Thanks for the link, appreciate it.
I found this interesting.
Chatterbot programs such as ELIZA have repeatedly fooled unsuspecting people into believing that they are communicating with human beings. In these cases, the "interrogator" is not even aware of the possibility that they are interacting with a computer. To successfully appear human, there is no need for the machine to have any intelligence whatsoever and only a superficial resemblance to human behaviour is required.
This seems to indicate the Turing Test is not especially relevant to the social implications of conversational net bots.
As example, all it takes for net forums to enter a new era is for the average person to not be sure if they are talking to a person or a bot. Or, for them to be talking to bots and not realizing it. Or, for them to want to talk to bots, because the bots meet their needs better than humans do.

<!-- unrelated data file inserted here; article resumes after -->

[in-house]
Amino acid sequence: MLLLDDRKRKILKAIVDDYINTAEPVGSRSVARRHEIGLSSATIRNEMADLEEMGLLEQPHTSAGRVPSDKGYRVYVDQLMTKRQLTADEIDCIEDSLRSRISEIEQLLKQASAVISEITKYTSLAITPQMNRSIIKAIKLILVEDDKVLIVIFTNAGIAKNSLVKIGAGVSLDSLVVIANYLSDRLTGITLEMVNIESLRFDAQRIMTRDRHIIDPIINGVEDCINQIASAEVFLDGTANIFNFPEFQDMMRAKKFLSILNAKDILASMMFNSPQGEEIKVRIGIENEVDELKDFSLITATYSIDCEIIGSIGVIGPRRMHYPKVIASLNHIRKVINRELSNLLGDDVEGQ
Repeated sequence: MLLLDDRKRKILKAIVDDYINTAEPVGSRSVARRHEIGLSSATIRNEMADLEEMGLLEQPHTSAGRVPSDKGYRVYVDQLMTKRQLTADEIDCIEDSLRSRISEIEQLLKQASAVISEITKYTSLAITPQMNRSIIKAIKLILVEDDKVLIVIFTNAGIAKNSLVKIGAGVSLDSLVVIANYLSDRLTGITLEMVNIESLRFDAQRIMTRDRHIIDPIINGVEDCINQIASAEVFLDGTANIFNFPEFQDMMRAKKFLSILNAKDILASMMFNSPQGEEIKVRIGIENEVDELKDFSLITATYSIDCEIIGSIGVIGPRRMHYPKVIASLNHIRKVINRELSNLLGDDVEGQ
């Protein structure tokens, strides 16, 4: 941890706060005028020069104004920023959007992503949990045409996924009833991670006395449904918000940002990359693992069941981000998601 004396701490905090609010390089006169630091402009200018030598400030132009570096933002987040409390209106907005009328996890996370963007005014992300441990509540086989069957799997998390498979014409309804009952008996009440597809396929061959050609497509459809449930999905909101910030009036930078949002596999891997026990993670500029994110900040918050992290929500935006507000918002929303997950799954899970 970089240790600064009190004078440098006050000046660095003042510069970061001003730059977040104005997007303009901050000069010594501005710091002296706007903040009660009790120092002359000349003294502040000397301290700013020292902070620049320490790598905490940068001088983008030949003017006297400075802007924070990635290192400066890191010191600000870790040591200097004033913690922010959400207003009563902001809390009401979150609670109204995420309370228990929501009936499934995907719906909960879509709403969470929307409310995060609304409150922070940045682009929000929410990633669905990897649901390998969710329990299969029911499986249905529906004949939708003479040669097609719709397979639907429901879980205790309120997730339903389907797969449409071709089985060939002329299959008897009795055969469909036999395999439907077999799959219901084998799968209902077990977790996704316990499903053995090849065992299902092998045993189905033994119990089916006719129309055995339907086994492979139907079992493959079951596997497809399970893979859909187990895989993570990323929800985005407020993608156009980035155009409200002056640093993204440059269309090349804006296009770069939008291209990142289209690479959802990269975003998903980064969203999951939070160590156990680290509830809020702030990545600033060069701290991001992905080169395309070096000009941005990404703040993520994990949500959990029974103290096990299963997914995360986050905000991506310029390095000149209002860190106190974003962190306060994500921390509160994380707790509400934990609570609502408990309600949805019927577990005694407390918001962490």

Honestly, if we were to examine many forums objectively, without the assumption that posters are human, we could conclude many of the posters are bots already, given the low quality of many of the posts.